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Three threats: flu, COVID-19 and RSV.

Article Author: Katie Nussbaum

Article Date:

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With flu season in full swing, COVID-19 cases creeping up, and respiratory syncytial virus (RSV) on the rise, many experts are warning of a “triple-demic” this winter.

Since all three viruses have similar symptoms – sore throat, cough, runny nose and fever – it can be almost impossible to know which you have without a test.

"You can test for COVID-19 at home. Around this time of year, if you go see your doctor, he or she will likely test you for all three," said Shalika Katugaha, MD, system medical director of Infectious Diseases at Baptist Health.

Protecting yourself is easy

The three viruses are spread through contact with respiratory droplets from an infected person who coughs or sneezes. While the flu, COVID-19 and RSV can infect people of any age, infants, immunocompromised children, and older adults are more likely to develop severe illness.

If you do find yourself testing positive for any of these viruses, you should stay home, hydrate and monitor for severe symptoms (like trouble breathing) that would require immediate care, Dr. Katugaha said.

“There's a lot of fear associated with the term ‘triple-demic,’ but the truth is, we're not powerless against it. We're so much better off now than we were even two years ago in the world of respiratory viruses,” she said. “We have the right tools, and they’re the same ones we’ve been using and improving throughout the pandemic.”

Get vaccinated

The main line of defense against two of the three viruses is the same.

“Both the COVID-19 and flu vaccines have great data behind them in terms of preventing severe disease and death. Everyone over 6 months is eligible for these vaccines. Anyone over 5 can get the updated omicron booster shot for COVID-19,” said Dr. Katugaha.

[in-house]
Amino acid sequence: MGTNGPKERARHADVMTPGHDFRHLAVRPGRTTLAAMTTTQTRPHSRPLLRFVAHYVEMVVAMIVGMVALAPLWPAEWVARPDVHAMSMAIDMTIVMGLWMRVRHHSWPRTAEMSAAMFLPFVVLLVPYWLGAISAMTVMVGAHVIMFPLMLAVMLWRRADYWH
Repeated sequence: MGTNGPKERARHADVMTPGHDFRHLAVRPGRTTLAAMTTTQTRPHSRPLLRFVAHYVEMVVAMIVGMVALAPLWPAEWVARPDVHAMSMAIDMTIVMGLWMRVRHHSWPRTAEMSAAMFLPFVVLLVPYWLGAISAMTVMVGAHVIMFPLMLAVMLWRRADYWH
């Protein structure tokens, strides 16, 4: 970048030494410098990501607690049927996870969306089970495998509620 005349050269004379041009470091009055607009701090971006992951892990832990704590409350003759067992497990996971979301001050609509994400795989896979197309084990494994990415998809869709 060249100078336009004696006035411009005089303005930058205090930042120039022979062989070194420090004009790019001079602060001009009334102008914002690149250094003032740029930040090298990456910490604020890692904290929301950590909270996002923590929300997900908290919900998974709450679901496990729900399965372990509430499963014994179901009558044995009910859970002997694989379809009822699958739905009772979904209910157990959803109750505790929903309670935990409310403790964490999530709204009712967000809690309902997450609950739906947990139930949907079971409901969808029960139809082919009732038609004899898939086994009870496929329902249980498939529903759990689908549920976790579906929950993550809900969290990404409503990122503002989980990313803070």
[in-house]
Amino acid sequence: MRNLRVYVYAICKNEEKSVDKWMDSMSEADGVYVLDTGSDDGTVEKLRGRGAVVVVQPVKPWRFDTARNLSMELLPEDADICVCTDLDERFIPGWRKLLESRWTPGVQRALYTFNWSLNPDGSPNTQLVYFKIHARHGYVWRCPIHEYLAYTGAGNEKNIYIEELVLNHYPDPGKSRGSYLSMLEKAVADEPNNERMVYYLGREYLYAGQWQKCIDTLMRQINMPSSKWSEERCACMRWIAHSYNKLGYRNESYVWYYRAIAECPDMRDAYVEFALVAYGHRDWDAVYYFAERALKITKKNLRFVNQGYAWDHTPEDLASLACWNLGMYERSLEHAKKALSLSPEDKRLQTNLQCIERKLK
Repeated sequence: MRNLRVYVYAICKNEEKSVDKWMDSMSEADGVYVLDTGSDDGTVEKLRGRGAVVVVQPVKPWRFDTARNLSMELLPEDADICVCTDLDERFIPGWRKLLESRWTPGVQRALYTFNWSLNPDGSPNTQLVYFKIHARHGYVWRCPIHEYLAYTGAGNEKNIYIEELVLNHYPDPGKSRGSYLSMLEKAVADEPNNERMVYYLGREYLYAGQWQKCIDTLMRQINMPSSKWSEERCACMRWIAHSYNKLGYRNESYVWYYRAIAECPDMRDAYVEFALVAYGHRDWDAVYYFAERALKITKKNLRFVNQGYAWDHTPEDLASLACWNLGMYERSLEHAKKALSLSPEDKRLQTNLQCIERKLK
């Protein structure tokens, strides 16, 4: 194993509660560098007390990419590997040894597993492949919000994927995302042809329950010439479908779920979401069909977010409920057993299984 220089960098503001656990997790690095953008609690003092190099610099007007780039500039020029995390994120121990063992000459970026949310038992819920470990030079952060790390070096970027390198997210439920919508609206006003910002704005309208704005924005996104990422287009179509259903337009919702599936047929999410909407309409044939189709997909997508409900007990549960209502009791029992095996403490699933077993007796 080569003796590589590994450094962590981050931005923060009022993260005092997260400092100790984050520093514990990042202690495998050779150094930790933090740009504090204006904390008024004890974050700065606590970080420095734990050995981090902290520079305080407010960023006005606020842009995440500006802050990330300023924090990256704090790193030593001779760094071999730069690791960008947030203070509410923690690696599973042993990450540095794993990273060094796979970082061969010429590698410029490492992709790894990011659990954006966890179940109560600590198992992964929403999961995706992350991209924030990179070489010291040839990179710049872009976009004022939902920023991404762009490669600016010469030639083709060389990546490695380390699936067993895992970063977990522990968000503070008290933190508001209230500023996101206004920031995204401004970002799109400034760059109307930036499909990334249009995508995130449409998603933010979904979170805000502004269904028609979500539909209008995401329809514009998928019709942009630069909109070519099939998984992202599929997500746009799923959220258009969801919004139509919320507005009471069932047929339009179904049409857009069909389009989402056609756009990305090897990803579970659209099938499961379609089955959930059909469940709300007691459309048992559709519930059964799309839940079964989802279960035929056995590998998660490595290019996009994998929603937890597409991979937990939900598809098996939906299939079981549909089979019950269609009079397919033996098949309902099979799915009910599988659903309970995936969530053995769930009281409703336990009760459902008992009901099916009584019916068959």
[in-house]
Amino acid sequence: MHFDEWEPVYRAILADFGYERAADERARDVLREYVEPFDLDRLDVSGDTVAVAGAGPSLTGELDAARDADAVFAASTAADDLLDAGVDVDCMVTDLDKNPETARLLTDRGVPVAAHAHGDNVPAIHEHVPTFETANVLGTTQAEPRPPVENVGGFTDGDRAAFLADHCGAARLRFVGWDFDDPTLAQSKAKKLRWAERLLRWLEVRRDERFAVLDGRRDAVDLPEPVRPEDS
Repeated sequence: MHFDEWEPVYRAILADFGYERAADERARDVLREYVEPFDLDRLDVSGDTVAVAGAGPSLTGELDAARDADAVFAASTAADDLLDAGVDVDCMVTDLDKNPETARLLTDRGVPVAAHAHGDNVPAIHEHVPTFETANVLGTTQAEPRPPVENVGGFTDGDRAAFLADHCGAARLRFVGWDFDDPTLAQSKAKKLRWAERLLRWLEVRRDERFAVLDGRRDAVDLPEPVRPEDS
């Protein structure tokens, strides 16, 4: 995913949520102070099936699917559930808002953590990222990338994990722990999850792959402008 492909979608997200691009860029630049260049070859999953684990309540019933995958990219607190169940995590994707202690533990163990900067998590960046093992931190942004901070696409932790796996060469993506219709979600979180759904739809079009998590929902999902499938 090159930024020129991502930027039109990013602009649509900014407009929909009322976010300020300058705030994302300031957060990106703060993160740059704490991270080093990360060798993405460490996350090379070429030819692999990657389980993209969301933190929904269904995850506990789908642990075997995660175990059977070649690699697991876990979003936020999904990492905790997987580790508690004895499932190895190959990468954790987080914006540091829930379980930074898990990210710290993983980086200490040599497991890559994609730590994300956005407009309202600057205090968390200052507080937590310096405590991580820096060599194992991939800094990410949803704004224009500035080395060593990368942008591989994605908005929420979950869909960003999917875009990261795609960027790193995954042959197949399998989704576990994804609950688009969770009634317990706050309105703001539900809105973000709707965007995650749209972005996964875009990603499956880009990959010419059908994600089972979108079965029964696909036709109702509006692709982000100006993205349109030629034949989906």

There isn’t a vaccine to protect against RSV yet, so taking precautions to protect yourself and your children is important. The good news is you might already be taking all the necessary steps.

“We should continue what we’ve been doing the last two years: wearing a mask if you’re sick, washing your hands, disinfecting surfaces, covering your cough or sneeze, and staying home if you’re sick,” Dr. Katugaha said. “If your child is ill, don't hesitate to reach out to your pediatrician. If your child has trouble breathing, you should take him or her to the nearest Emergency Center immediately.”

What’s causing the surge?

The 2022 flu and RSV seasons started earlier this year than in years past, likely due to pandemic-related precautions being relaxed.

“Over the past two years, we’ve had decreased exposure to flu and RSV. With our immunity down, we’re more susceptible to severe disease. Additionally, people are taking their masks off and going out in the world, so we're seeing these respiratory viruses increase,” Dr. Katugaha said.

According to a 2018 Centers for Disease Control and Prevention study, flu vaccination among adults reduced the risk of being admitted to an ICU with flu by 82%. Additionally, data suggests the new omicron-specific COVID-19 boosters raise your protective antibodies, which prevents a more severe infection, Dr. Katugaha said.

It takes two weeks to develop immunity from the flu and COVID-19 vaccines, so the time to get vaccinated is now, she added.

If your child is experiencing cold- or flu-like symptoms, call your pediatrician or request an appointment online. If your child is experiencing any severe symptoms, such as difficulty breathing, take him or her to the nearest Children’s Emergency Center or call 911.

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